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ECommerceTimes.com

Instacart Bags $220 Million

By Richard Adhikari
Jan 14, 2015 6:28 AM PT
instacart-grocery-delivery-$220-million

Grocery delivery startup Instacart on Tuesday announced it has raised US$220 million, following a $44 million investment round in June of last year.

The company uses a fleet of personal shoppers, who are independent contractors, to purchase and deliver items to customers.

"The two main differentiators for Instacart are our focus on grocery and our strategy to partner with retailers," said Nilam Ganenthiran, Instacart's head of partnerships.

Partnering with retailers means "we are the grocery store's best friend," he told the E-Commerce Times. "We are helping local retailers expand rather than competing with them."

How Instacart Works

Customers place an order, which personal shoppers fill at local stores, such as Whole Foods Market and Costco.

Customers can specify how ripe they want their produce to be.

If they want something that's not in Instacart's inventory, they can add a special request specifying the item with details, so long as it's carried by grocery stores.

Orders generally are delivered within an hour. Customers can review their receipts via text or email, or on their accounts. They also can download a PDF of their individual receipts from their order history.

Delivery is free for the first order. After that, it's $3.99 for a two-hour delivery and $5.99 for a one-hour delivery for orders over $35.

Delivery is from 9 a.m. to midnight daily, depending on local store hours.

The firm's Instacart Express service costs $99 a year after a 14-day free trial. Customers get free delivery for orders worth more than $35 that are to be delivered within two hours or at a preselected time.

The Instacart Plus service offers national brand products sourced from local discount retailers. Instacart builds in a delivery fee for each item purchased.

Fighting Amazon Prime Pantry and Google Express

Competitors Amazon and Google currently are taking a loss with their local delivery services, investing in warehouses, trucks and other infrastructure, in the hope of making profits in the future, said Mike Jude, manager of the Stratecast consumer communication services program at Frost & Sullivan.

Instacart, on the other hand, "is essentially renting shoppers who physically do the shopping on behalf of the consumer," resulting in far lower overheads than Amazon and Google, he told the E-Commerce Times.

"We use local stores as warehouses, and we don't need trucks or full-time drivers," Instacart's Ganenthiran pointed out. Its personal shopper model lets it launch in a new city in two to four weeks, compared to the six to nine months Amazon Fresh requires.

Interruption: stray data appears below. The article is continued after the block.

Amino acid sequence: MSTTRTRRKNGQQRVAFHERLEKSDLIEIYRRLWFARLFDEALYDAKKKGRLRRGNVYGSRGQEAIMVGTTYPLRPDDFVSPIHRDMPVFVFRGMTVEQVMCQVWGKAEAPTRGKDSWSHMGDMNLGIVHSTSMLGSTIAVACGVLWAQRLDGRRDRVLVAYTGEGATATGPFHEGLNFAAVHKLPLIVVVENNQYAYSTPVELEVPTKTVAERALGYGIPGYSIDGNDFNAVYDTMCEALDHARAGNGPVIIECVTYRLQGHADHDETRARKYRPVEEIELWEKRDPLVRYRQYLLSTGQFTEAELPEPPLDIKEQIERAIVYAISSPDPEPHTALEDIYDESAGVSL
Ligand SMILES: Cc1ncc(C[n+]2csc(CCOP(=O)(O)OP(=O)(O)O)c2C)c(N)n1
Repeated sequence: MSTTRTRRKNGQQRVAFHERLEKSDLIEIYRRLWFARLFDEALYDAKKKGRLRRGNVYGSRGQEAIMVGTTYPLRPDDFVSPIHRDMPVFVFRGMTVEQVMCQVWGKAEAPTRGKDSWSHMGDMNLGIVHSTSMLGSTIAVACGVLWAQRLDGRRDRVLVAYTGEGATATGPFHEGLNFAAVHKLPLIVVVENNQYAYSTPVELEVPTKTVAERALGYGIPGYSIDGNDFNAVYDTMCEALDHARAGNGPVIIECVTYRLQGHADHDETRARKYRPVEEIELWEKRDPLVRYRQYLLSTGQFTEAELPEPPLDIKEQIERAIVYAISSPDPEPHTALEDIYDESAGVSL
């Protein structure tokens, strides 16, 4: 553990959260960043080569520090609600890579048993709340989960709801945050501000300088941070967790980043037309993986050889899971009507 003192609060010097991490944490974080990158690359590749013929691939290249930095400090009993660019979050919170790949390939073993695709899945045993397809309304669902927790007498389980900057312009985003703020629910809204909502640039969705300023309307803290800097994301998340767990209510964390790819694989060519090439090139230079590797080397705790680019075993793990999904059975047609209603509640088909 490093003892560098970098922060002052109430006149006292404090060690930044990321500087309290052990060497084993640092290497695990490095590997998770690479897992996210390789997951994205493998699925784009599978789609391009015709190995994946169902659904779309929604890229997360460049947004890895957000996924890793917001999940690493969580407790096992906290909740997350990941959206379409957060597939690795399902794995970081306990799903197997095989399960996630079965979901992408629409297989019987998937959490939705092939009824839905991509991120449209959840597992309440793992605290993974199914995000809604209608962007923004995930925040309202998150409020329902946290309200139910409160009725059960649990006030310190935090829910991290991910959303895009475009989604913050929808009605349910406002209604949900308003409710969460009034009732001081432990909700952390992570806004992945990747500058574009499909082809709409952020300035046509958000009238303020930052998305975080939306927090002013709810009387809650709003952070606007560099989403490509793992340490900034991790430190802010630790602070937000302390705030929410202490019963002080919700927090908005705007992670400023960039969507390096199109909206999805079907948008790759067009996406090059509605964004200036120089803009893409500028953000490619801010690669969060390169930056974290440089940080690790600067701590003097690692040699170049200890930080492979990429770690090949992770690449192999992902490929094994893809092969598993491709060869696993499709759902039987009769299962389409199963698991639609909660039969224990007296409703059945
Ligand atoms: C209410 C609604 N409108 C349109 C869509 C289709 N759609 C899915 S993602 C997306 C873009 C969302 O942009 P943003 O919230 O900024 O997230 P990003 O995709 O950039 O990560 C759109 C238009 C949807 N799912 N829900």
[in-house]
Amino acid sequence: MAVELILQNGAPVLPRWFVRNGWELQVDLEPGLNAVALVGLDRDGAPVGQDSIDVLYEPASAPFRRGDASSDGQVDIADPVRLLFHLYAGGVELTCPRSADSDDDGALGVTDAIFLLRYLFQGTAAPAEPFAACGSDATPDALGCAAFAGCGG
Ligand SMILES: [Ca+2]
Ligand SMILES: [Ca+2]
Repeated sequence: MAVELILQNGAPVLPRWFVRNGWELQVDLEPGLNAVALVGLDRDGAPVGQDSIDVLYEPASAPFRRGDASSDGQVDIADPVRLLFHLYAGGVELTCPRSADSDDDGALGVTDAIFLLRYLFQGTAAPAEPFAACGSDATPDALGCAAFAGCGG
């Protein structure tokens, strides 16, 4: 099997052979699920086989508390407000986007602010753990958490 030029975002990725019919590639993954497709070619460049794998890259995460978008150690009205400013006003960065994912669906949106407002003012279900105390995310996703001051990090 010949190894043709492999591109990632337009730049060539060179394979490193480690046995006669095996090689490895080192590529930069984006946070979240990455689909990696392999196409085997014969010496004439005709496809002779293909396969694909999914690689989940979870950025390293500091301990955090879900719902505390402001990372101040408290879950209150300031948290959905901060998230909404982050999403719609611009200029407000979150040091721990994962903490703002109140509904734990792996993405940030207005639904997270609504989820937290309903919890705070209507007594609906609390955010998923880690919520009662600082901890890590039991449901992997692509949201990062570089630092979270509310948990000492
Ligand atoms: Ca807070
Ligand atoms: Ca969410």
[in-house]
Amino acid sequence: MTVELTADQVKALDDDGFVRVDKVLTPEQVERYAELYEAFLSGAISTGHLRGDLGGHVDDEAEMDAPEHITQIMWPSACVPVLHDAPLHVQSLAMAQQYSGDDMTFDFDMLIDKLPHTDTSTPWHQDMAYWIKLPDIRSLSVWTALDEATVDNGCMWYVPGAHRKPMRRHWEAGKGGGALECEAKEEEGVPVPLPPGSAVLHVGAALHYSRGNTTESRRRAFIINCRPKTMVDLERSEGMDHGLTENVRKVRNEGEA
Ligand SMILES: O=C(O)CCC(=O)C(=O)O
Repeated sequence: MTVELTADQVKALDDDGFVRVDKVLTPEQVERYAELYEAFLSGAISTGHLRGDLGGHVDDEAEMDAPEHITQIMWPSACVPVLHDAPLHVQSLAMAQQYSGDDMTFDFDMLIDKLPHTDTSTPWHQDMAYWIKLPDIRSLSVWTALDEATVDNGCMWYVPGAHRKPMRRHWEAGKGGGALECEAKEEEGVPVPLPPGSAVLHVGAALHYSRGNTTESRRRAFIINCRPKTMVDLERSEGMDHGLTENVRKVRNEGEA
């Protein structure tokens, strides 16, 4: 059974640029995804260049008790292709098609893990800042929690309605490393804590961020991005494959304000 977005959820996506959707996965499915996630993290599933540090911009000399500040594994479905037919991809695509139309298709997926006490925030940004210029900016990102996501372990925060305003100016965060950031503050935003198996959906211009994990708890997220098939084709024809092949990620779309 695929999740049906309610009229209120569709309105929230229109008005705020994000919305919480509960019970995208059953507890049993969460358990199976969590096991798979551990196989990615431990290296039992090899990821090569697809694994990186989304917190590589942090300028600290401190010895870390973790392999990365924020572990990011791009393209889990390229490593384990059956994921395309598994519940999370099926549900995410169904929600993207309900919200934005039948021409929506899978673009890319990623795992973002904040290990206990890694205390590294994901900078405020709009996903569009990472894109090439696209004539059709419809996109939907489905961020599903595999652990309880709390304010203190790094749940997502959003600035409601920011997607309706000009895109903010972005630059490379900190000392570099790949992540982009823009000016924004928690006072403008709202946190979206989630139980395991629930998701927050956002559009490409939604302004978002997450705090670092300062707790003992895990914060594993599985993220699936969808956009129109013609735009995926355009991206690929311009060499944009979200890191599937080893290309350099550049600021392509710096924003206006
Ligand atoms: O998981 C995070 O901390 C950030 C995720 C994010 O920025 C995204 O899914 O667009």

Why Investors Love Instacart

With Google, Amazon and California chain Safeway all offering a grocery delivery service, why are venture capitalists throwing money at startup Instacart?

"Uber has done so well that people are looking for Uber-like services that have the same feel, and Instacart is based on an Uber-like model," suggested Rob Enderle, principal analyst at the Enderle Group.

Shopping services have attracted a lot of investor interest because investors believe busy Millennials "would rather do things they like than things they have to, and shopping is a chore," Frost's Jude remarked. "Companies are reasoning that if they can come up with a formula that resonates with the Millennial crowd, there could be a very substantial market."

That's Instacart's view, and the company plans to expand further in the United States and also to go overseas this year, though Ganenthiran declined to provide further details.

"There is a lot of runway in the market for grocery delivery," Ganenthiran said.

Warnings and Alarms

While Instacart's model of keeping overhead low is working, "it will give them a disadvantage at scale, and I doubt they can sustain like Amazon Prime," Enderle told the E-Commerce Times.

"At some point, you have to find some way to aggregate the stuff so people will be willing to pay your prices, or you'll have a cost disadvantage over time," he explained. "Once the market matures, big players with warehouses and well-established logistics will come in, and it will be hard for Instacart to continue."


Richard Adhikari has written about high-tech for leading industry publications since the 1990s and wonders where it's all leading to. Will implanted RFID chips in humans be the Mark of the Beast? Will nanotech solve our coming food crisis? Does Sturgeon's Law still hold true? You can connect with Richard on Google+.


When it comes to CX, ALMOST IS NOT GOOD ENOUGH
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When it comes to CX, ALMOST IS NOT GOOD ENOUGH